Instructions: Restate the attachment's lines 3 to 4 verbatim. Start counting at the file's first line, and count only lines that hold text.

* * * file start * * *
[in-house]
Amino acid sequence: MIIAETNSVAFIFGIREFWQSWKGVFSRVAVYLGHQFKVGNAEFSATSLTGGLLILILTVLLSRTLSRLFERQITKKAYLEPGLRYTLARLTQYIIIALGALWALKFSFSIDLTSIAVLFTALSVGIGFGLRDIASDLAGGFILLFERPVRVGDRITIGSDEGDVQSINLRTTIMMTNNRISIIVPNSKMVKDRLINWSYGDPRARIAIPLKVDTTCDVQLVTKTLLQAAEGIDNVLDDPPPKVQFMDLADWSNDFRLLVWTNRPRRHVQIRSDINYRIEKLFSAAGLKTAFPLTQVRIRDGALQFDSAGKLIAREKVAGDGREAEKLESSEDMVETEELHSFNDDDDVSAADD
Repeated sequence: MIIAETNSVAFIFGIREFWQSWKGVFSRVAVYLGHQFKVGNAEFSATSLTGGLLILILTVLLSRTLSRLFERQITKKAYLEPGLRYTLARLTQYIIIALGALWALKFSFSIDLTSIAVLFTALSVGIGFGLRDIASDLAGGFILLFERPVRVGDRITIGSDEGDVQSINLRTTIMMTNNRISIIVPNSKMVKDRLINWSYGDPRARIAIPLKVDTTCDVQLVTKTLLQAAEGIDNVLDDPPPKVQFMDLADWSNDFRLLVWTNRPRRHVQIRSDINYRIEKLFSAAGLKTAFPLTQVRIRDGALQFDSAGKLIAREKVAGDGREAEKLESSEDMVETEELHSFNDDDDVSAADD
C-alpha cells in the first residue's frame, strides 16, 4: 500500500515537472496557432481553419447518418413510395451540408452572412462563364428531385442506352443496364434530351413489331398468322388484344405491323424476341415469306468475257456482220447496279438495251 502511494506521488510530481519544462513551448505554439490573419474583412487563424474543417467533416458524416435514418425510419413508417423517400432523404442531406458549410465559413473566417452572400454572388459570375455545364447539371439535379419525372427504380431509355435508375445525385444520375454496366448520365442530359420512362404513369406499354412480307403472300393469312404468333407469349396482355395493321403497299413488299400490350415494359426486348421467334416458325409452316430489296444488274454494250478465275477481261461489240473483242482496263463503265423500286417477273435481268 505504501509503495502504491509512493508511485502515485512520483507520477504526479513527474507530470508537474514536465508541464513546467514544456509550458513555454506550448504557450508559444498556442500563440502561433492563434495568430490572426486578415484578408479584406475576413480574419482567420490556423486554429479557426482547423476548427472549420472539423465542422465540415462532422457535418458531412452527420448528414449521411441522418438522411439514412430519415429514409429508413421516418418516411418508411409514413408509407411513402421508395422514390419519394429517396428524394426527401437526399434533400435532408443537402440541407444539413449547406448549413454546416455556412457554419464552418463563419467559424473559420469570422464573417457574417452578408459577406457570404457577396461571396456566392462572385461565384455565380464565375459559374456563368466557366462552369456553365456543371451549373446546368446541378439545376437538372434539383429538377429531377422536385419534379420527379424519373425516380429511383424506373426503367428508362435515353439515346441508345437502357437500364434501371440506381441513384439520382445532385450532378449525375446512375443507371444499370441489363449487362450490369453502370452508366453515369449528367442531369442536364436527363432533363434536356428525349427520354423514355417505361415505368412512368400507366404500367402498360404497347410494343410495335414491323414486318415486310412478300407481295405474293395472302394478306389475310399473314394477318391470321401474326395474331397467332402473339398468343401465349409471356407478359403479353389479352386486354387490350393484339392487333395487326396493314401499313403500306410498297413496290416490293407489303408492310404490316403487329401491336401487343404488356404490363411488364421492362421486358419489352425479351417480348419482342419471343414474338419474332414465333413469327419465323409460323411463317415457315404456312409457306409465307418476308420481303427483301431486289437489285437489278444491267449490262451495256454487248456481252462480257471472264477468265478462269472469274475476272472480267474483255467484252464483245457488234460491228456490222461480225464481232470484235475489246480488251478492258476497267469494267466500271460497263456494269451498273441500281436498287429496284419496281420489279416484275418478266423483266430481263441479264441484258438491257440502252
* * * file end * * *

Repeated sequence: MIIAETNSVAFIFGIREFWQSWKGVFSRVAVYLGHQFKVGNAEFSATSLTGGLLILILTVLLSRTLSRLFERQITKKAYLEPGLRYTLARLTQYIIIALGALWALKFSFSIDLTSIAVLFTALSVGIGFGLRDIASDLAGGFILLFERPVRVGDRITIGSDEGDVQSINLRTTIMMTNNRISIIVPNSKMVKDRLINWSYGDPRARIAIPLKVDTTCDVQLVTKTLLQAAEGIDNVLDDPPPKVQFMDLADWSNDFRLLVWTNRPRRHVQIRSDINYRIEKLFSAAGLKTAFPLTQVRIRDGALQFDSAGKLIAREKVAGDGREAEKLESSEDMVETEELHSFNDDDDVSAADD
C-alpha cells in the first residue's frame, strides 16, 4: 500500500515537472496557432481553419447518418413510395451540408452572412462563364428531385442506352443496364434530351413489331398468322388484344405491323424476341415469306468475257456482220447496279438495251 502511494506521488510530481519544462513551448505554439490573419474583412487563424474543417467533416458524416435514418425510419413508417423517400432523404442531406458549410465559413473566417452572400454572388459570375455545364447539371439535379419525372427504380431509355435508375445525385444520375454496366448520365442530359420512362404513369406499354412480307403472300393469312404468333407469349396482355395493321403497299413488299400490350415494359426486348421467334416458325409452316430489296444488274454494250478465275477481261461489240473483242482496263463503265423500286417477273435481268 505504501509503495502504491509512493508511485502515485512520483507520477504526479513527474507530470508537474514536465508541464513546467514544456509550458513555454506550448504557450508559444498556442500563440502561433492563434495568430490572426486578415484578408479584406475576413480574419482567420490556423486554429479557426482547423476548427472549420472539423465542422465540415462532422457535418458531412452527420448528414449521411441522418438522411439514412430519415429514409429508413421516418418516411418508411409514413408509407411513402421508395422514390419519394429517396428524394426527401437526399434533400435532408443537402440541407444539413449547406448549413454546416455556412457554419464552418463563419467559424473559420469570422464573417457574417452578408459577406457570404457577396461571396456566392462572385461565384455565380464565375459559374456563368466557366462552369456553365456543371451549373446546368446541378439545376437538372434539383429538377429531377422536385419534379420527379424519373425516380429511383424506373426503367428508362435515353439515346441508345437502357437500364434501371440506381441513384439520382445532385450532378449525375446512375443507371444499370441489363449487362450490369453502370452508366453515369449528367442531369442536364436527363432533363434536356428525349427520354423514355417505361415505368412512368400507366404500367402498360404497347410494343410495335414491323414486318415486310412478300407481295405474293395472302394478306389475310399473314394477318391470321401474326395474331397467332402473339398468343401465349409471356407478359403479353389479352386486354387490350393484339392487333395487326396493314401499313403500306410498297413496290416490293407489303408492310404490316403487329401491336401487343404488356404490363411488364421492362421486358419489352425479351417480348419482342419471343414474338419474332414465333413469327419465323409460323411463317415457315404456312409457306409465307418476308420481303427483301431486289437489285437489278444491267449490262451495256454487248456481252462480257471472264477468265478462269472469274475476272472480267474483255467484252464483245457488234460491228456490222461480225464481232470484235475489246480488251478492258476497267469494267466500271460497263456494269451498273441500281436498287429496284419496281420489279416484275418478266423483266430481263441479264441484258438491257440502252